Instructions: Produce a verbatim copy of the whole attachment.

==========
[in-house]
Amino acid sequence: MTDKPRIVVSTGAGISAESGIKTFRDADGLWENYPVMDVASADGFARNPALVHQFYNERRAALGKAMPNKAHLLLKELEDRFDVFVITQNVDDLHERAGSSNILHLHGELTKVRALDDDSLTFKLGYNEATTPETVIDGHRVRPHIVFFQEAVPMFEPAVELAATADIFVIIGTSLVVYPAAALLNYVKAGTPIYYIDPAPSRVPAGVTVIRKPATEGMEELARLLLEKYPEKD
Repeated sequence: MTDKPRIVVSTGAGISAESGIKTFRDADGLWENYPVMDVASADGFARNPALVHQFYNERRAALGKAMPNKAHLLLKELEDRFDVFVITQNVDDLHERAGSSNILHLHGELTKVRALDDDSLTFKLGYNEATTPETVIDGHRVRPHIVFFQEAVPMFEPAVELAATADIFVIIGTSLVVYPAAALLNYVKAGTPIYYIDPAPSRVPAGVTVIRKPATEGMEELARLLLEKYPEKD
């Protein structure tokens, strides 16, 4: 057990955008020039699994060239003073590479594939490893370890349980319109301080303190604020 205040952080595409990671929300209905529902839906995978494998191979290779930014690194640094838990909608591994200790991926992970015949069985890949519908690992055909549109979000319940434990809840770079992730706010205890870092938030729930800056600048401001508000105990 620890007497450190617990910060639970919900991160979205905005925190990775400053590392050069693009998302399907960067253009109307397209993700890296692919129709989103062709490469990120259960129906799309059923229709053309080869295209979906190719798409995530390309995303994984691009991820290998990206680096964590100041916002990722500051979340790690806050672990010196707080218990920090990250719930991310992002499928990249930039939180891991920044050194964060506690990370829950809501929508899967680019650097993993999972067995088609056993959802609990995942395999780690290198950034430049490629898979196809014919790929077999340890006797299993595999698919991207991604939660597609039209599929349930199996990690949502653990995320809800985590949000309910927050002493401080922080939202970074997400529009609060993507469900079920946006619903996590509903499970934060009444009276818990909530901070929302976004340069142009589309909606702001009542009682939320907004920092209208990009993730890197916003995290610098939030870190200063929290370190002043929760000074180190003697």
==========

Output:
[in-house]
Amino acid sequence: MTDKPRIVVSTGAGISAESGIKTFRDADGLWENYPVMDVASADGFARNPALVHQFYNERRAALGKAMPNKAHLLLKELEDRFDVFVITQNVDDLHERAGSSNILHLHGELTKVRALDDDSLTFKLGYNEATTPETVIDGHRVRPHIVFFQEAVPMFEPAVELAATADIFVIIGTSLVVYPAAALLNYVKAGTPIYYIDPAPSRVPAGVTVIRKPATEGMEELARLLLEKYPEKD
Repeated sequence: MTDKPRIVVSTGAGISAESGIKTFRDADGLWENYPVMDVASADGFARNPALVHQFYNERRAALGKAMPNKAHLLLKELEDRFDVFVITQNVDDLHERAGSSNILHLHGELTKVRALDDDSLTFKLGYNEATTPETVIDGHRVRPHIVFFQEAVPMFEPAVELAATADIFVIIGTSLVVYPAAALLNYVKAGTPIYYIDPAPSRVPAGVTVIRKPATEGMEELARLLLEKYPEKD
């Protein structure tokens, strides 16, 4: 057990955008020039699994060239003073590479594939490893370890349980319109301080303190604020 205040952080595409990671929300209905529902839906995978494998191979290779930014690194640094838990909608591994200790991926992970015949069985890949519908690992055909549109979000319940434990809840770079992730706010205890870092938030729930800056600048401001508000105990 620890007497450190617990910060639970919900991160979205905005925190990775400053590392050069693009998302399907960067253009109307397209993700890296692919129709989103062709490469990120259960129906799309059923229709053309080869295209979906190719798409995530390309995303994984691009991820290998990206680096964590100041916002990722500051979340790690806050672990010196707080218990920090990250719930991310992002499928990249930039939180891991920044050194964060506690990370829950809501929508899967680019650097993993999972067995088609056993959802609990995942395999780690290198950034430049490629898979196809014919790929077999340890006797299993595999698919991207991604939660597609039209599929349930199996990690949502653990995320809800985590949000309910927050002493401080922080939202970074997400529009609060993507469900079920946006619903996590509903499970934060009444009276818990909530901070929302976004340069142009589309909606702001009542009682939320907004920092209208990009993730890197916003995290610098939030870190200063929290370190002043929760000074180190003697």